Universal Children's Day (c) iStock
EPIC celebrated Universal Children’s Day
On 20th November the European Platform for Investing in Children (EPIC) celebrated the United Nations’ Universal Children’s Day. We have highlighted a variety of resources available for policymakers and social partners whose aim is to help children to reach their full potential in education and beyond.
EPIC has produced a number of policy briefs that are written to inform policymakers about key topics in child wellbeing. Moreover, EPIC’s repository of studies and reports and statistics features links to further resources and research relating to EU child and family policy.
EPIC’s database of Evidence-Based Practices also aims to share emerging, promising and best practices for children and families. The EPIC user registry provides an overview of other practices being implemented across Europe, which have not yet been evaluated. Practices can be searched by name, topic or country. If your organisation is developing or implementing child-focused practices, you can share this knowledge with other users by submitting it to EPIC here.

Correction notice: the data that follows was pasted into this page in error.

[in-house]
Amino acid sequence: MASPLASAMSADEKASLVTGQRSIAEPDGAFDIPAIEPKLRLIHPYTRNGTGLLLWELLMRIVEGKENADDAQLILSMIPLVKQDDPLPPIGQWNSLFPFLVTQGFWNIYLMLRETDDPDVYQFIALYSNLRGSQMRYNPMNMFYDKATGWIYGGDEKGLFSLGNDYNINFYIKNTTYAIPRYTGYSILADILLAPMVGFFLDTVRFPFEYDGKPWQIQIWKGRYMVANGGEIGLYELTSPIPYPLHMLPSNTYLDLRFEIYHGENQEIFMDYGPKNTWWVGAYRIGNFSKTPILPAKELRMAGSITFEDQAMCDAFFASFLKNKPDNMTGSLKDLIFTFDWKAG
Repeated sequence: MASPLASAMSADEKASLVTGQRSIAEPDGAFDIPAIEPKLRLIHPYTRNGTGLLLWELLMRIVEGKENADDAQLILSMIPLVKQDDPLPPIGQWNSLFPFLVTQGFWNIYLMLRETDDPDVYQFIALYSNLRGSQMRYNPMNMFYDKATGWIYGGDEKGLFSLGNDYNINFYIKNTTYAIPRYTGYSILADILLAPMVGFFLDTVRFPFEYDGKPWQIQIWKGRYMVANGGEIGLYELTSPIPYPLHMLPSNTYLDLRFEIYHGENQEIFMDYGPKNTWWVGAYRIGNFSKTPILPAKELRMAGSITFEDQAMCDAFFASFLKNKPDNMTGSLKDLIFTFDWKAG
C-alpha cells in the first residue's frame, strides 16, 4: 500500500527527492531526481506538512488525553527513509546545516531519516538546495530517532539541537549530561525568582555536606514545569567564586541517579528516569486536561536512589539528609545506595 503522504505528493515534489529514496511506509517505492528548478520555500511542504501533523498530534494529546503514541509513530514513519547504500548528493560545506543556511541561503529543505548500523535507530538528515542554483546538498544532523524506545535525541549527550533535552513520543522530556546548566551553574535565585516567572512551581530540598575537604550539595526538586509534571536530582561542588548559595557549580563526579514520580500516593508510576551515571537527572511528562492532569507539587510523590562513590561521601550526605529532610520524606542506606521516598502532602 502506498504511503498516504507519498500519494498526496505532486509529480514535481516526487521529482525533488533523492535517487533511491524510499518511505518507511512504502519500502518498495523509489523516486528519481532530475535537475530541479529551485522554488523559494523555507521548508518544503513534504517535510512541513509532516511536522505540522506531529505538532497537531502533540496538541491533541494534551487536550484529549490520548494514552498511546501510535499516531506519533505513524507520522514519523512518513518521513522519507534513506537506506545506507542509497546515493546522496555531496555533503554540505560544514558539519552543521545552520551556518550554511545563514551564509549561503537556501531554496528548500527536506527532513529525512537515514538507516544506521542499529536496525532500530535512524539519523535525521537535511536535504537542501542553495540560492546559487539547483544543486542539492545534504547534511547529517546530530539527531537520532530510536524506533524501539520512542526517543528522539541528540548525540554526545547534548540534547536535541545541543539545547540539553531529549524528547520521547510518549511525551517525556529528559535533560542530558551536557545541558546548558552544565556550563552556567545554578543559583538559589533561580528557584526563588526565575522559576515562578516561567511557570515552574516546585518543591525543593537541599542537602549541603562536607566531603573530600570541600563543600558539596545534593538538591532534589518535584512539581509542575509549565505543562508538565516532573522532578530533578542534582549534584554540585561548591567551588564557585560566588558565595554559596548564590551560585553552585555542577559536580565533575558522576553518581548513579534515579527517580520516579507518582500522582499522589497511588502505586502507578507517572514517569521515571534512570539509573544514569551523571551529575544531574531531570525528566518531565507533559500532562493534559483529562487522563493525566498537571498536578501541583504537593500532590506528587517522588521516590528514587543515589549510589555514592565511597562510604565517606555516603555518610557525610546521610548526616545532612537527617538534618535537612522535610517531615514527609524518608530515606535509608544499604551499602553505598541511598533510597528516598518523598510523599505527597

Eurydice releases new data on language provision for migrant school children across Europe
Eurydice, a network that monitors the organisation of education systems across Europe, has released the 2017 edition of Key Data on Teaching Languages at School in Europe. The publication, an update of the previous report issued in 2012, offers key figures on the nature and content of language instruction for schoolchildren across European countries, including a section comparing the support available for migrant children.
Notably, the report offers a section focusing on the experiences of migrant children. The study finds that assessment of language capability for newly arrived migrant children varies between European countries, with schools determining their own procedures for the reception. The report also looks at the provision of additional classes in the language of the host country for newly arrived migrant children.